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The Consumer Audience. Part 2: Planning and Strategy Chapter 5. Need recognition Information search Evaluation of alternatives Purchase decision Postpurchase evaluation. The consumer recognizes the need for a product Advertising should activate or stimulate this need.

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The Consumer Audience


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    1. The Consumer Audience Part 2: Planning and Strategy Chapter 5

    2. Need recognition Information search Evaluation of alternatives Purchase decision Postpurchase evaluation The consumer recognizes the need for a product Advertising should activate or stimulate this need The Consumer Decision Process

    3. Need recognition Information search Evaluation of alternatives Purchase decision Postpurchase evaluation Can be casual or formal Advertising helps the search process by providing information and making it easy to find, as well as remember The Consumer Decision Process

    4. Need recognition Information search Evaluation of alternatives Purchase decision Postpurchase evaluation Consumers compare various products and reduce the list of options Advertising helps sort out products on the basis of tangible and intangible features The Consumer Decision Process

    5. Need recognition Information search Evaluation of alternatives Purchase decision Postpurchase evaluation Often a two-part decision Select the brand Select the outlet from which to purchase In-store promotions affect these choices The Consumer Decision Process

    6. Need recognition Information search Evaluation of alternatives Purchase decision Postpurchase evaluation The customer reconsiders and justifies the purchase Determines whether the customer will keep the product, return it, or refuse to buy the product again The Consumer Decision Process

    7. The Impact of Involvement • Involvement • Situational • Generalized • Decision Process will vary • Low involvement will involve little information search, and it will be primarily internal • Heuristics may replace alternative evaluation • Post purchase evaluation may only occur in the presence of cognitive dissonance

    8. Figure 5.8 Two different Decision Processes

    9. The Elaboration Likelihood Model • Two routes to persuasion • Central route (high involvement): involves deliberate and conscious effort to process ad content and claims (message arguments) • Peripheral route (low involvement): involves little if any deliberate effort to process information; persuasion occurs through association with non-message stimuli such as music, visuals, humor, etc. (peripheral cues)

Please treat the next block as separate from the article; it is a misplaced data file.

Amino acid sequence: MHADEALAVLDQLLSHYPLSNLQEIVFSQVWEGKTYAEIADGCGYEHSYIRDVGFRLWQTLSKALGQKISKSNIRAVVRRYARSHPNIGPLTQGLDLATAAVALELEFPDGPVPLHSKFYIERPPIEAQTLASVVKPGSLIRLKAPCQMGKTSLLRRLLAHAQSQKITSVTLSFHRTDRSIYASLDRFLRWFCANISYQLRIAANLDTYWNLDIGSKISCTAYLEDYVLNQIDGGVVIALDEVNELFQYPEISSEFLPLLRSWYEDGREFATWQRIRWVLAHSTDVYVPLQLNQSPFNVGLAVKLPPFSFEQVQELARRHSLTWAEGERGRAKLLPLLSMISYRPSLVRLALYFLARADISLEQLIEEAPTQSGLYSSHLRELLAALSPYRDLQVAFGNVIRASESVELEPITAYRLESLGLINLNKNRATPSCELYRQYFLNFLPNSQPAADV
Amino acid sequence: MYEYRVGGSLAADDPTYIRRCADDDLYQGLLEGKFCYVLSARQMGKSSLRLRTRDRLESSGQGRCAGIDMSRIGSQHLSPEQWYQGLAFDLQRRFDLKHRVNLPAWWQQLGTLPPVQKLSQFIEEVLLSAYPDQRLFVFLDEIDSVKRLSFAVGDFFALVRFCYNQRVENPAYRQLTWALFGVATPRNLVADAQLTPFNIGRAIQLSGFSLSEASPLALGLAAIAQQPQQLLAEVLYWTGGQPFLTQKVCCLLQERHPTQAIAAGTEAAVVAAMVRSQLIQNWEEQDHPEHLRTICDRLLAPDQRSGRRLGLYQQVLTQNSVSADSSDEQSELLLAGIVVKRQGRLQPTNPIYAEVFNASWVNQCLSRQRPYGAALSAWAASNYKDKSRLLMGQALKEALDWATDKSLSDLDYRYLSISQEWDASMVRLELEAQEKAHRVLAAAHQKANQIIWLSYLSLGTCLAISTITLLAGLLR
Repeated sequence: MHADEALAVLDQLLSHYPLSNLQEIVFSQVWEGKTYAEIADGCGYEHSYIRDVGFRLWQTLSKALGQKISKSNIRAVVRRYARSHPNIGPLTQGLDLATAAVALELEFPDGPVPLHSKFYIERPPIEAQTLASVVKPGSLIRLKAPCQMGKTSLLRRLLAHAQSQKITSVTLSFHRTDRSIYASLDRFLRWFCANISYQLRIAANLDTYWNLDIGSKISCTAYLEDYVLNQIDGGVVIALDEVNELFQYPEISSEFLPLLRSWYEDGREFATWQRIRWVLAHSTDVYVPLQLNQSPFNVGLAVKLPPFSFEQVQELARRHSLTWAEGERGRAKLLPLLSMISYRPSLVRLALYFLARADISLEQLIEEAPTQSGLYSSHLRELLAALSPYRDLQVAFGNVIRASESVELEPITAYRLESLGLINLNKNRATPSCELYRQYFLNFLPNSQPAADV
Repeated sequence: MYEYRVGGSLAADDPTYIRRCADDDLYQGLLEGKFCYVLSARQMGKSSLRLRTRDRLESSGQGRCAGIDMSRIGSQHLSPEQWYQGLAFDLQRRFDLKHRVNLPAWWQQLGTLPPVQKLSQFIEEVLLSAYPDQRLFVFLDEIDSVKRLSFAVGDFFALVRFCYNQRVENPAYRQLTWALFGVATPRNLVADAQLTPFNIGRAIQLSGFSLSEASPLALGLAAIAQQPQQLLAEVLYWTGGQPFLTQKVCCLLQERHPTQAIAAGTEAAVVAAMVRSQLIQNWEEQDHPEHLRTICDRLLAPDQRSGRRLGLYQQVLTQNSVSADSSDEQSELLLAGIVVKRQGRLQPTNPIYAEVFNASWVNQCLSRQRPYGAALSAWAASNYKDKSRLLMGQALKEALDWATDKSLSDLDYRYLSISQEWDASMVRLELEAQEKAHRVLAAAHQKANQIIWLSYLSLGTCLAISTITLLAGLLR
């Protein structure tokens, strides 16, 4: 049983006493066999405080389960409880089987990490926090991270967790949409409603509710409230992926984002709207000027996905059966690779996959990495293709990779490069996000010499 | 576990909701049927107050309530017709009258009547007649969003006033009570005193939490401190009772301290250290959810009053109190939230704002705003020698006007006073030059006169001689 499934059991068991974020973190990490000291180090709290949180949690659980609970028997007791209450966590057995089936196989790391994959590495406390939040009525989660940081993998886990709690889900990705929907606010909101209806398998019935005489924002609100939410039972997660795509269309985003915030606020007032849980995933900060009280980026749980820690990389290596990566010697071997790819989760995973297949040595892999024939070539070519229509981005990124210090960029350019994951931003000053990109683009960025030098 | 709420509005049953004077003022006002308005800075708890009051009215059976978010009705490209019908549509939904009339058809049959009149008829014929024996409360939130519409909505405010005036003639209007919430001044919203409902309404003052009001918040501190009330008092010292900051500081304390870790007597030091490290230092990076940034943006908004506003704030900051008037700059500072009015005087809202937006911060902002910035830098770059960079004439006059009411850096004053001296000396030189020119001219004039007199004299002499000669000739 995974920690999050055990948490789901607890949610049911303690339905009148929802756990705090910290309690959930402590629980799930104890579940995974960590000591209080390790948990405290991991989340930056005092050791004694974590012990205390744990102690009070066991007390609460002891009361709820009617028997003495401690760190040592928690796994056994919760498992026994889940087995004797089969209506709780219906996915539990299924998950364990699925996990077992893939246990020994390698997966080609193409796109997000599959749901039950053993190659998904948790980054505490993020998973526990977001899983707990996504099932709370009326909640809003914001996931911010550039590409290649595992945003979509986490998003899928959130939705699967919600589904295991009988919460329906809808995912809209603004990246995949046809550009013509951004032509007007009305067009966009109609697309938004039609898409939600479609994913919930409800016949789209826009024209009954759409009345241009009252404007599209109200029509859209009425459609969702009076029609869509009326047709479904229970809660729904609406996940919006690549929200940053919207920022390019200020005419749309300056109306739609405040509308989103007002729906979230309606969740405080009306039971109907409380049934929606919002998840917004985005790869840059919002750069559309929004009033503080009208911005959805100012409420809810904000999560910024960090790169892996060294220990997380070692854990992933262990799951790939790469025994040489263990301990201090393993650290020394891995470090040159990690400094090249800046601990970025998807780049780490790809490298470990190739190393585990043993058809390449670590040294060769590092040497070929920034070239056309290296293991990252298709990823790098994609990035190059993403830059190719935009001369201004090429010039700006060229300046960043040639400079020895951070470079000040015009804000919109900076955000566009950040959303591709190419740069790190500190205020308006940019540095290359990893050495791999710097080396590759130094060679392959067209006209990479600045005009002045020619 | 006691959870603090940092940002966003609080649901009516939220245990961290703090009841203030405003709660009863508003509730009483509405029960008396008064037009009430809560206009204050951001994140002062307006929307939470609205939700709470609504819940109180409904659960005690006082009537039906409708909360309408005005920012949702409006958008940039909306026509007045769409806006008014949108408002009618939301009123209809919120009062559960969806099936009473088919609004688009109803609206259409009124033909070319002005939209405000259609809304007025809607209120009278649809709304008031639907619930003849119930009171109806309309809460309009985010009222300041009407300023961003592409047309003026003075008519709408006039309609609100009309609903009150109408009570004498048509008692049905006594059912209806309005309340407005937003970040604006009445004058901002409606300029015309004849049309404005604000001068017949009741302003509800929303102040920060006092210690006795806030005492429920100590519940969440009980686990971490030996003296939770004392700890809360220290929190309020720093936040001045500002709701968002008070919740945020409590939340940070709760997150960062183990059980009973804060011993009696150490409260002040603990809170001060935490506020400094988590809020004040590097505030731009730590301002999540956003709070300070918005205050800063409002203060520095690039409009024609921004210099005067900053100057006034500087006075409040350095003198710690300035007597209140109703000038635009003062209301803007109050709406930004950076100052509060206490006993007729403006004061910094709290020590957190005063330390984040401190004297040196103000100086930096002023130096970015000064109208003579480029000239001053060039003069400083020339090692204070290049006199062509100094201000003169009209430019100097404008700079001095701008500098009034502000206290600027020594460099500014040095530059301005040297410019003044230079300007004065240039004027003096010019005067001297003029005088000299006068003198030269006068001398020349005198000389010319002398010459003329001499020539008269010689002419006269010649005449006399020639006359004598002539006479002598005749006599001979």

10. Simple ELM Central route Message Arguments Attitude Toward the Brand Purchase Intention Peripheral Cues Peripheral Route Involvement

    11. Early Problems with theOriginal ELM • While they do mention the role of cognitions, they do not explicitly include them in the model • Cognitions are necessary to describe the attitude formation process • No mention of attitude toward the ad (Aad) • Aad has been shown to be a mediating factor influencing attitude toward the brand

    12. AlternativeElaboration Likelihood Model Involvement Peripheral Cues Ad Cognitions Aad Message Arguments Brand Cognitions Ab

    13. In High Involvement Conditions,Central Route ProcessingDominates the Attitude Change Process Involvement Peripheral Cues Ad Cognitions Aad Message Arguments Brand Cognitions Ab

    14. In Low Involvement Conditions,Peripheral Route ProcessingDominates the Attitude Change Process Involvement Peripheral Cues Ad Cognitions Aad Message Arguments Brand Cognitions Ab

    15. What does all this mean? • Low Involvement = Creativity rules • High Involvement = Message rules

    16. The STP Framework forMarketing Strategic Planning • Segmenting • Dividing the market into groups of people who have similar characteristics in certain key product-related areas • Targeting • Identifying the group that might be the most profitable audience • Positioning • Establishing a brand image or personality within the minds of the target market

    17. Segmenting and Targeting • Market aggregation strategy • When planners purposefully use one marketing strategy that will appeal to as many audiences as possible • Market segmentation • Assumes that the best way to sell is to recognize differences within the broad market and adjust strategies and messages accordingly

    18. Types of segmentation Figure 5.8 Segmenting and Targeting

    19. Segmenting and Targeting • Targeting the right audience • The target is described using the variables that separate this prospective consumer group from others who are not in the market • Profiling the target audience • Describing the target audience as if they are people you know • Used in developing media and message decisions

    20. Use of Perceptual Maps for Positioning Strategy • A visual depiction of product positioning • Identify two (or more) key product attributes on which differentiation may occur • Score each competing brand on the attributes • Plot the attribute scores for each brand • Can be used to analyze product position relative to competitors • Find gaps • Identify brand clusters • Guide repositioning strategy

    21. Question to Ponder • Which element within the STP framework is most directly affected by advertising? • Why is an understanding of the involvement level of a target market vital to developing effective communication strategy?